The Union of Human Intelligence Taskworkers 
Amazon Mechanical Turk (MTurk) is one of several online marketplaces where individuals and businesses can pay 'Human Intelligence Task' (HIT) workers to perform tasks that computers are currently unable to do. Common jobs include; choosing the best among several photographs of a storefront, writing product descriptions, or identifying performers on music CDs. Workers browse among existing jobs and complete them in exchange for a monetary payment set by the employer. HIT workers typically work in isolation, with little-to-no contact with other HIT workers. They have very few rights or benefits as employees, and their isolation in this “wild west of digital labour” means they lack the collective organising power – such as a trade union – to create the leverage necessary to change their conditions.
Throughout the last century, trade unions and co-operatives have played a vital role in the fight for workers rights. As well as working together to achieve common goals, such as; improving safety standards, attaining better wages, and improving working conditions; it is common for their values/ideals to become distilled in imagery, such as banners, murals, and cartoons.
Using MTurk, Chris Alton has employed* a small group of HIT workers to collaboratively design a union banner about their working conditions. The HIT workers, conducted research, exchanged notes and drawings, and offered feedback on the banner's design as it developed.
Alton considers this project as a space in which it might be possible to prefigure the formation of a HIT workers union. The banner, titled The Union of Human Intelligence Taskworkers (2019) speaks of the difficulties that HIT workers face; satirizes their employer; directly references common tools; and demands an array of changes they wish to bring about. It also pays homage the history of union and co-operative banners, incorporating a number of common symbols such as the pansy, cornfower, wheatsheaf, rainbow and beehive. These symbols appear within an associative mind-map; a mode of visualisation commonly associated with internet start-ups. However, in this instance, the proposed ideas sit in drastic contrast to the ideology of Silicon Valley start-ups.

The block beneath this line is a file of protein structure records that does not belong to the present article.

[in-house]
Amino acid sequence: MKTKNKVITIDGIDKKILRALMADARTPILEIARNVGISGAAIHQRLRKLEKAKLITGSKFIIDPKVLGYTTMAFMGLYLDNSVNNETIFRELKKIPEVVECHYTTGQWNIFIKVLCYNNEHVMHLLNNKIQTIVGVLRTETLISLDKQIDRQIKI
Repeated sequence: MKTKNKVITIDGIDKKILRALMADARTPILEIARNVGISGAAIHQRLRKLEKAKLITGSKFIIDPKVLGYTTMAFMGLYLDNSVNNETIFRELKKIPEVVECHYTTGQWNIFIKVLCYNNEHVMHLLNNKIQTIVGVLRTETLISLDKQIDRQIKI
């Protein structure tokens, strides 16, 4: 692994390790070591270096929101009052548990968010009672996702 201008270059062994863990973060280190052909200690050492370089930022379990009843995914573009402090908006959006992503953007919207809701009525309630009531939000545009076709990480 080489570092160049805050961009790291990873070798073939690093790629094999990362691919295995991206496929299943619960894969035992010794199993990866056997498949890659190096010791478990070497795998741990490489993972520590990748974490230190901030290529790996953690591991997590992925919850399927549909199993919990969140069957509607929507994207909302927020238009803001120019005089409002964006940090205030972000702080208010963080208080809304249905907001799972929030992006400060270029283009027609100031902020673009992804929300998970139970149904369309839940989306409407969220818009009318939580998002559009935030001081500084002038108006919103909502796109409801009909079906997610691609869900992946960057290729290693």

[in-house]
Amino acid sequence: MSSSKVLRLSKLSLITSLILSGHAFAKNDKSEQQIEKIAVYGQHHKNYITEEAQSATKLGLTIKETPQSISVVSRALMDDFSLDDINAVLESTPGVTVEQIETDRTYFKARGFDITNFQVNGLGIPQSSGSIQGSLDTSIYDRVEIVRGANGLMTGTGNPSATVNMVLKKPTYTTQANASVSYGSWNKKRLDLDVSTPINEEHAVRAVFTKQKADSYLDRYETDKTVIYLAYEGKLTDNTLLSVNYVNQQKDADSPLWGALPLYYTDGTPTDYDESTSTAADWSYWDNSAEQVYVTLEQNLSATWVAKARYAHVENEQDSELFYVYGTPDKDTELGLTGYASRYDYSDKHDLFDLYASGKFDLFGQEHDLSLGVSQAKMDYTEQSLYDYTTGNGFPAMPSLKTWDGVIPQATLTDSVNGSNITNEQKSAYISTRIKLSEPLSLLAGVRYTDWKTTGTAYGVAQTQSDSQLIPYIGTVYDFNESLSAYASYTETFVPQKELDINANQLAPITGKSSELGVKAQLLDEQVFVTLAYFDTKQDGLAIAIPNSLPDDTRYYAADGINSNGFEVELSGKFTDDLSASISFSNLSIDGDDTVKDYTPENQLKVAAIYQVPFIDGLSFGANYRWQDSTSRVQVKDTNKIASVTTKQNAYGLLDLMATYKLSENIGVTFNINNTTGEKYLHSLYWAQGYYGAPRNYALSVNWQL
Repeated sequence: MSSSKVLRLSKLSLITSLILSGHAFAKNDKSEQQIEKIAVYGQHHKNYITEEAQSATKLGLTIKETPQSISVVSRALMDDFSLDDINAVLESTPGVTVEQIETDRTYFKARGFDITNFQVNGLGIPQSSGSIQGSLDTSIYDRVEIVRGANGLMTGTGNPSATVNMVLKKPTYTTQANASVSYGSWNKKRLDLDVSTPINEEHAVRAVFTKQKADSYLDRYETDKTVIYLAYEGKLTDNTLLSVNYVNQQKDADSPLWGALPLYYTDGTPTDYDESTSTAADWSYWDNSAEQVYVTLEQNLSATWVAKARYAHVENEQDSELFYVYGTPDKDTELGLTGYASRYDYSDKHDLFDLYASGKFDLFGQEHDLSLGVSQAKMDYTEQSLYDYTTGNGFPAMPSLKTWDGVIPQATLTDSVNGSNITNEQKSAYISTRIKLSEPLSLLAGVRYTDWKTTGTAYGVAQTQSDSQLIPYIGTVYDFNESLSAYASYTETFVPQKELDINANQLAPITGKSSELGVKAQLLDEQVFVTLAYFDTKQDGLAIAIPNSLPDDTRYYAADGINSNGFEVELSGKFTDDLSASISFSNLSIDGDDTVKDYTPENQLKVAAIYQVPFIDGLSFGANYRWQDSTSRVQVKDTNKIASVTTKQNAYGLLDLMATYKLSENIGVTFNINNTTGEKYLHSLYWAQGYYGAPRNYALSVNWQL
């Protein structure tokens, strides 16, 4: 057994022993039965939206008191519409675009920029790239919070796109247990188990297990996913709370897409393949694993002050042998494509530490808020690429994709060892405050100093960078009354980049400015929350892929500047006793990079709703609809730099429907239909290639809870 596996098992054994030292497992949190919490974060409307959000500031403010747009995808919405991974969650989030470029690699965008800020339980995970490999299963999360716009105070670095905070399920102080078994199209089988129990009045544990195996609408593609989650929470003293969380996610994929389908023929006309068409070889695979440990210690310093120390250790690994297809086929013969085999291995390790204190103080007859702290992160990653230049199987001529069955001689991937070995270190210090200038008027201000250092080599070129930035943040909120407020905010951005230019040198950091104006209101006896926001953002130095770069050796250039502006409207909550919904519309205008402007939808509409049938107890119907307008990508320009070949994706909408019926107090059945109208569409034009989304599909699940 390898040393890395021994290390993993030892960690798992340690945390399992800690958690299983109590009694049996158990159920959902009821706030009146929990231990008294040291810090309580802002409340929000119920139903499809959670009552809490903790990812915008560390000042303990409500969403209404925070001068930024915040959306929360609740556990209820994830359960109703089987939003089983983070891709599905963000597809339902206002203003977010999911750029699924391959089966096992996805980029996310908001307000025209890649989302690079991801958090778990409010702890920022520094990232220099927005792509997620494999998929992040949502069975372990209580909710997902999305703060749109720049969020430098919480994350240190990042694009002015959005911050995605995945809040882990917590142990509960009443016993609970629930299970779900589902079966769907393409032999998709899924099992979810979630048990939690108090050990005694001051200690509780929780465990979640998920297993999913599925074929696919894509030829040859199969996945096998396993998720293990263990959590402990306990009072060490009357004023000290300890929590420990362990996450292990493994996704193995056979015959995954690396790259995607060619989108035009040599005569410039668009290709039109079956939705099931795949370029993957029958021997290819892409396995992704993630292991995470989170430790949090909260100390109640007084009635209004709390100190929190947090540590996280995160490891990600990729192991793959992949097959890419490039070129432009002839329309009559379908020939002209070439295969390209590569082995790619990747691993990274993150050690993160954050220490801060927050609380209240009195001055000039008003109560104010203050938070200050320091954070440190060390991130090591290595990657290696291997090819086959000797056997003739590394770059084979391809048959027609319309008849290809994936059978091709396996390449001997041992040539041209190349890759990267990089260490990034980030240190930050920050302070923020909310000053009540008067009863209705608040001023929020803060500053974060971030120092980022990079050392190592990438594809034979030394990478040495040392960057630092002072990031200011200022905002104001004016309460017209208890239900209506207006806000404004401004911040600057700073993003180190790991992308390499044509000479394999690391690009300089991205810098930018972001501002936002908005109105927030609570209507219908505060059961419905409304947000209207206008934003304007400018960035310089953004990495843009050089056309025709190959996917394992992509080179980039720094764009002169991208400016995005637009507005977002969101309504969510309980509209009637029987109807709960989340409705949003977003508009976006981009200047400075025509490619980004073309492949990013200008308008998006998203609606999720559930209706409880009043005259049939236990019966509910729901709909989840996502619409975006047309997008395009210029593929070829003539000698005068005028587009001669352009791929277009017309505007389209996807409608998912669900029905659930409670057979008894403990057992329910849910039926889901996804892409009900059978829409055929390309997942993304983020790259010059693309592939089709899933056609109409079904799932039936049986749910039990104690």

Alton conceived the project as a possible avenue for dissent and solidarity for the HIT workers. The Union of Human Intelligence Taskworkers reveals their working conditions to a wider audience, whilst also commenting on broader issues regarding precarious labour, automation, and trade/workers unions in the digital age.
*For a living wage of £10.00 p/hour, which is substantially higher than rates paid on MTurk